Social bookmarking appears to be crucial for research and teaching possibilities. For me organization is the most important key factor in perspective to social bookmarking in three perspectives. 1.) I can search the web more specifically than simply browsing common research engines such as google or yahoo 2.) I also enjoy the fact that I can mark and comment immediately on pages-and therefore make sure, that I do not forget an idea or miss the paper I wrote on since I have access all the time wherever I am (except that there is a blackout as last week :O)). 3.) Finally, I think it is great that I can share my findings with others and learn through their links and comments. For researchers, who work on a specific topic together this is an amazing idea, since I can send an article to my colleague that has already my comments and suggestions on it.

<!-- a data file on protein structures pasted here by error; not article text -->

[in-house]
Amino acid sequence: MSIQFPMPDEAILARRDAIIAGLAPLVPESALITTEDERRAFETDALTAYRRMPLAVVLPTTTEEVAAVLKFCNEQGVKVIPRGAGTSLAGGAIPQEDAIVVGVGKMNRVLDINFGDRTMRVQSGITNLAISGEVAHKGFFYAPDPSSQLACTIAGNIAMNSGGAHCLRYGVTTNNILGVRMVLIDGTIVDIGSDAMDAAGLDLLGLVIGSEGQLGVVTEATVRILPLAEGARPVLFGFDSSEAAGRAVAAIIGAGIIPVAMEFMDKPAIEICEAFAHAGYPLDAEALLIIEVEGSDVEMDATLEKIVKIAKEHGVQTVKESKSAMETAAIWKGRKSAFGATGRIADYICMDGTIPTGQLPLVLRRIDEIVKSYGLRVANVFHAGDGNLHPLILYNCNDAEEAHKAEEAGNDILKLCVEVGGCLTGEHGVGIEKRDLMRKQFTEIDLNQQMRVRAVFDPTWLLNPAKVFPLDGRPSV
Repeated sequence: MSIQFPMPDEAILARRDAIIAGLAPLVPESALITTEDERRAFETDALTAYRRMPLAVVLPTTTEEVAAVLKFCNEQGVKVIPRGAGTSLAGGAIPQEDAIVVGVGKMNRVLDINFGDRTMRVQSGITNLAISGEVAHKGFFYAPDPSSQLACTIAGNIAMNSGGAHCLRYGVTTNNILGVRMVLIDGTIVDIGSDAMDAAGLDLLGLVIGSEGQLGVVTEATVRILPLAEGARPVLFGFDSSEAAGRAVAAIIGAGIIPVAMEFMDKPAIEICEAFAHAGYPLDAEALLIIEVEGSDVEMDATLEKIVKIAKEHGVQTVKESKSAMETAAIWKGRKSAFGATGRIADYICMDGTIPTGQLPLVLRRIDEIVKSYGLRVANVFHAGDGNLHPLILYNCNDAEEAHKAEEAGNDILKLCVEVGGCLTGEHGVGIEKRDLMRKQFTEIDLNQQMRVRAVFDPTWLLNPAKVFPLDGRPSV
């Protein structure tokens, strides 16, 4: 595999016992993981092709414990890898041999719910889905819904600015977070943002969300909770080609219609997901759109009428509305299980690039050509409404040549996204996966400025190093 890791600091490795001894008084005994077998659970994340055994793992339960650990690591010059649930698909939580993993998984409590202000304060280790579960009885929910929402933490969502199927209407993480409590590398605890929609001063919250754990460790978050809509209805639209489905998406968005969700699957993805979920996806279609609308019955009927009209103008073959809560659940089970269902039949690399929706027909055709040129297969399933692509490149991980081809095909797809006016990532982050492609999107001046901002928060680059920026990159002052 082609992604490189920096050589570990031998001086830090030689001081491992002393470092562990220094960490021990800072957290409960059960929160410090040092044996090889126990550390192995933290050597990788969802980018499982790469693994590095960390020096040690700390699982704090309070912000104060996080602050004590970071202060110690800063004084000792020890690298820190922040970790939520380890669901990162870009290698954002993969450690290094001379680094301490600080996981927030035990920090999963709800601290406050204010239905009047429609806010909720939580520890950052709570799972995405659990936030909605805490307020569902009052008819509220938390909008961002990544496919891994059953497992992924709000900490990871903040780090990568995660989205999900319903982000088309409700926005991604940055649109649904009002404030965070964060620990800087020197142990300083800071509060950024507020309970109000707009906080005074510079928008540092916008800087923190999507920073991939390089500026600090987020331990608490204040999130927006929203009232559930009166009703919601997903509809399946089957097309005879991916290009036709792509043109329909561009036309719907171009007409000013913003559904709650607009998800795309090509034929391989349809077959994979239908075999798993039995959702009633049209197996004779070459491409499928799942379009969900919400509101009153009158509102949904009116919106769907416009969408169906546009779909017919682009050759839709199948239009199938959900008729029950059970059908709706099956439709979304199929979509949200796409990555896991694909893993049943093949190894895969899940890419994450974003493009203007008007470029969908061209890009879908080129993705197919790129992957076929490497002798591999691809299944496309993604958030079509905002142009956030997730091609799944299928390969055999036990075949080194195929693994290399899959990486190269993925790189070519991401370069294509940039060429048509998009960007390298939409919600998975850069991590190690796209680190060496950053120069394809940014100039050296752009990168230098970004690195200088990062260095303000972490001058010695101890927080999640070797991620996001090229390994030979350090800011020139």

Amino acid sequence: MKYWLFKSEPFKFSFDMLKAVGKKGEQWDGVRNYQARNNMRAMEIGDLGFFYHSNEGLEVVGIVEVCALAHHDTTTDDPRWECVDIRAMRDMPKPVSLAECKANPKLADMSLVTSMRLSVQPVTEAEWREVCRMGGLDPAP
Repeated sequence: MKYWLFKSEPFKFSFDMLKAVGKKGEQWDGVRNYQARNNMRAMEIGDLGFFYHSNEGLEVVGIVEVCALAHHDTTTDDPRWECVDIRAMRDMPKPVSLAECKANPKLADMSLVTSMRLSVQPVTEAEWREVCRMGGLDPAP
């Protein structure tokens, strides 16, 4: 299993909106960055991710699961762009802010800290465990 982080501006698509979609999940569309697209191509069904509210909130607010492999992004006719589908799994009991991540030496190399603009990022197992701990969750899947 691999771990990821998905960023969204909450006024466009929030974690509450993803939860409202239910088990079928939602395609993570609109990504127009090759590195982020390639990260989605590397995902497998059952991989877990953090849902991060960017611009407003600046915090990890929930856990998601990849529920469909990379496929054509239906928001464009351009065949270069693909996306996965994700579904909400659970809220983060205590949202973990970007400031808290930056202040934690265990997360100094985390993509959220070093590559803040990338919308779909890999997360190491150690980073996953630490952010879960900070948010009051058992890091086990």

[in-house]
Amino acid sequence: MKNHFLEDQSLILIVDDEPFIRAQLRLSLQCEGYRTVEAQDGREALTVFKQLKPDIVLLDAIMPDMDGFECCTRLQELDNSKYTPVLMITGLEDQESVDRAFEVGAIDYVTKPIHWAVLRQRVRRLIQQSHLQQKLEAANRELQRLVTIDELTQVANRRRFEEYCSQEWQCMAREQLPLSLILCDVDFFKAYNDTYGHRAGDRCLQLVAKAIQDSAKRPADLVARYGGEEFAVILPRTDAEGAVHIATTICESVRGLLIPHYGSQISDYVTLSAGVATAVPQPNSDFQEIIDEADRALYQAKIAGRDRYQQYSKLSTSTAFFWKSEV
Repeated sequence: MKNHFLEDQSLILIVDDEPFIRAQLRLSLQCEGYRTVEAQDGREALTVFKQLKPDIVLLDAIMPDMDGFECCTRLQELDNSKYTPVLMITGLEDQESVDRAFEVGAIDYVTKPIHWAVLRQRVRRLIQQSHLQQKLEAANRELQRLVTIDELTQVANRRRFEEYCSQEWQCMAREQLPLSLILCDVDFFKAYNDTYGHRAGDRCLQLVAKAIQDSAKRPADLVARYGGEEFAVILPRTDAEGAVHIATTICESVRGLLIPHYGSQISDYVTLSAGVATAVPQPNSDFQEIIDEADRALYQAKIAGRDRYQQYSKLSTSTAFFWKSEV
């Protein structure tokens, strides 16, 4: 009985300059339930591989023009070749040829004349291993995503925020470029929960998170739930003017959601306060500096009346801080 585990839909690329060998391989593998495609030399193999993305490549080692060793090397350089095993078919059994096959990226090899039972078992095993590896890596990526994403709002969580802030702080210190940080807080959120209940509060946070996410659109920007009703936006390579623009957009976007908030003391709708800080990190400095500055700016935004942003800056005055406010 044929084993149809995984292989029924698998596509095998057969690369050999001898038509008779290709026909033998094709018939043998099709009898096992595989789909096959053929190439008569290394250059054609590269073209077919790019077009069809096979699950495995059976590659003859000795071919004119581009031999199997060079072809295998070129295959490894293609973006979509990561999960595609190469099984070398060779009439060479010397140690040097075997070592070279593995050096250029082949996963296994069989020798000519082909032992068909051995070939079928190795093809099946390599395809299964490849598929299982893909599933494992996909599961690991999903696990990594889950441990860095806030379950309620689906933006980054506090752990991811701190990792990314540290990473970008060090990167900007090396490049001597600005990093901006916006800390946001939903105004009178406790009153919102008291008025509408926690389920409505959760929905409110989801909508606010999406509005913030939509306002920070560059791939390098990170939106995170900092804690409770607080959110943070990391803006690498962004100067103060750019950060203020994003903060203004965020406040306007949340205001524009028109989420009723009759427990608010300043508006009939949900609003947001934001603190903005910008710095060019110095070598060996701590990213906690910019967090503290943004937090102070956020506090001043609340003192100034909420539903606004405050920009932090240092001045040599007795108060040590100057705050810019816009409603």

In my opinion it is a good tool to get order in the flood of daily information and insight into up to date research. Nevertheless, for me the wonderful variety of website annotation services was also sort of confusing. Even if the articles, e.g. Five ways to Mark Up the Web, and Lee and Sachi LeFever’s excellent overview explained social bookmarking and annotation services such as shiftspace, diigo, Fleck, trailfire, and stickis in theory, it was necessary for me to experience these sites myself and to try their individual possibilities. And still, I have the impression that I am on top of an iceberg. But: E lucevan le Stelle and I am eager to learn more and get more used to these research tools.
Renato on Social Annotation.
Although social annotation seems a very nice and smart tool for people who are Internet addicted, as usual I will focus on the problems I see using these tools.
First: I don’t understand how you can make a mess with your own bookmarks, unless you are bookmarking 1000 sites per minutes.